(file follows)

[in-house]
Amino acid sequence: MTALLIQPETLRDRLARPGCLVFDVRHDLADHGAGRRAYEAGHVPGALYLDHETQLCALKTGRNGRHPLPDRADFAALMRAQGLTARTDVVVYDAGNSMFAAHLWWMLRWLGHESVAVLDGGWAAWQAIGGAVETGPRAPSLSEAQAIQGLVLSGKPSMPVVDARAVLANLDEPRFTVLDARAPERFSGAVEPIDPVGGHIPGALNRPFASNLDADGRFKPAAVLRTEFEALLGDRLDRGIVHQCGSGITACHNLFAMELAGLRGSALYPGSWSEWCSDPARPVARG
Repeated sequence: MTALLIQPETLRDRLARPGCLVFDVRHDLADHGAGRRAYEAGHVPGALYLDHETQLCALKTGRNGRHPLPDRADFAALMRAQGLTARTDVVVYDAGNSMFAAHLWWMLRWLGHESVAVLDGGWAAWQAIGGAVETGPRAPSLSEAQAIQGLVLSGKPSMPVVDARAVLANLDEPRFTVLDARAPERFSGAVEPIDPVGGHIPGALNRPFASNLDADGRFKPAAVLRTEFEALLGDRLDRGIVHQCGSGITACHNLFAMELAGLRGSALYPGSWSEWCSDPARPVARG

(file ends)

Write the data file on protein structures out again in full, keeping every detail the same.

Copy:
[in-house]
Amino acid sequence: MTALLIQPETLRDRLARPGCLVFDVRHDLADHGAGRRAYEAGHVPGALYLDHETQLCALKTGRNGRHPLPDRADFAALMRAQGLTARTDVVVYDAGNSMFAAHLWWMLRWLGHESVAVLDGGWAAWQAIGGAVETGPRAPSLSEAQAIQGLVLSGKPSMPVVDARAVLANLDEPRFTVLDARAPERFSGAVEPIDPVGGHIPGALNRPFASNLDADGRFKPAAVLRTEFEALLGDRLDRGIVHQCGSGITACHNLFAMELAGLRGSALYPGSWSEWCSDPARPVARG
Repeated sequence: MTALLIQPETLRDRLARPGCLVFDVRHDLADHGAGRRAYEAGHVPGALYLDHETQLCALKTGRNGRHPLPDRADFAALMRAQGLTARTDVVVYDAGNSMFAAHLWWMLRWLGHESVAVLDGGWAAWQAIGGAVETGPRAPSLSEAQAIQGLVLSGKPSMPVVDARAVLANLDEPRFTVLDARAPERFSGAVEPIDPVGGHIPGALNRPFASNLDADGRFKPAAVLRTEFEALLGDRLDRGIVHQCGSGITACHNLFAMELAGLRGSALYPGSWSEWCSDPARPVARG